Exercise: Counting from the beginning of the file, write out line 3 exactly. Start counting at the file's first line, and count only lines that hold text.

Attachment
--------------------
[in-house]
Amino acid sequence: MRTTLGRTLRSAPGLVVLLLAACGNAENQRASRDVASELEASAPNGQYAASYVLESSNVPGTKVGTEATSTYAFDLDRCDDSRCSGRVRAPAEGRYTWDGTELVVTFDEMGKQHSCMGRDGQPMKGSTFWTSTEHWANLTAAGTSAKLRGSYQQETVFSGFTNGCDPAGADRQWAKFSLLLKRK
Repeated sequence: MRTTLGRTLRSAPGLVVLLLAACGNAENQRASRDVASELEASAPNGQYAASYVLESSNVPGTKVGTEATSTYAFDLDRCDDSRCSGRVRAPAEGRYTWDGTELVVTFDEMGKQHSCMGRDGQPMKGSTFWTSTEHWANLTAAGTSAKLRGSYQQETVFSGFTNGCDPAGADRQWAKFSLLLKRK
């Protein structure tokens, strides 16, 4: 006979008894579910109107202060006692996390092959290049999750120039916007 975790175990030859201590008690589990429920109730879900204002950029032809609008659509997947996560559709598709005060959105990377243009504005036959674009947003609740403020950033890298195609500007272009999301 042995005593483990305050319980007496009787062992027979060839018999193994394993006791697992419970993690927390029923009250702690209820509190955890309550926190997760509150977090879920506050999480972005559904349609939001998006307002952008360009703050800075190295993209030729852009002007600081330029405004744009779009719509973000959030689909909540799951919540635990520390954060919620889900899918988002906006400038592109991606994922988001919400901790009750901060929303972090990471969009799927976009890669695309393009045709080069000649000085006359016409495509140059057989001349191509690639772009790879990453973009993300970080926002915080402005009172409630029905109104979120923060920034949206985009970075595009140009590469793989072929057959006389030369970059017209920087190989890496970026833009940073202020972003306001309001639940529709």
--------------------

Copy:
Repeated sequence: MRTTLGRTLRSAPGLVVLLLAACGNAENQRASRDVASELEASAPNGQYAASYVLESSNVPGTKVGTEATSTYAFDLDRCDDSRCSGRVRAPAEGRYTWDGTELVVTFDEMGKQHSCMGRDGQPMKGSTFWTSTEHWANLTAAGTSAKLRGSYQQETVFSGFTNGCDPAGADRQWAKFSLLLKRK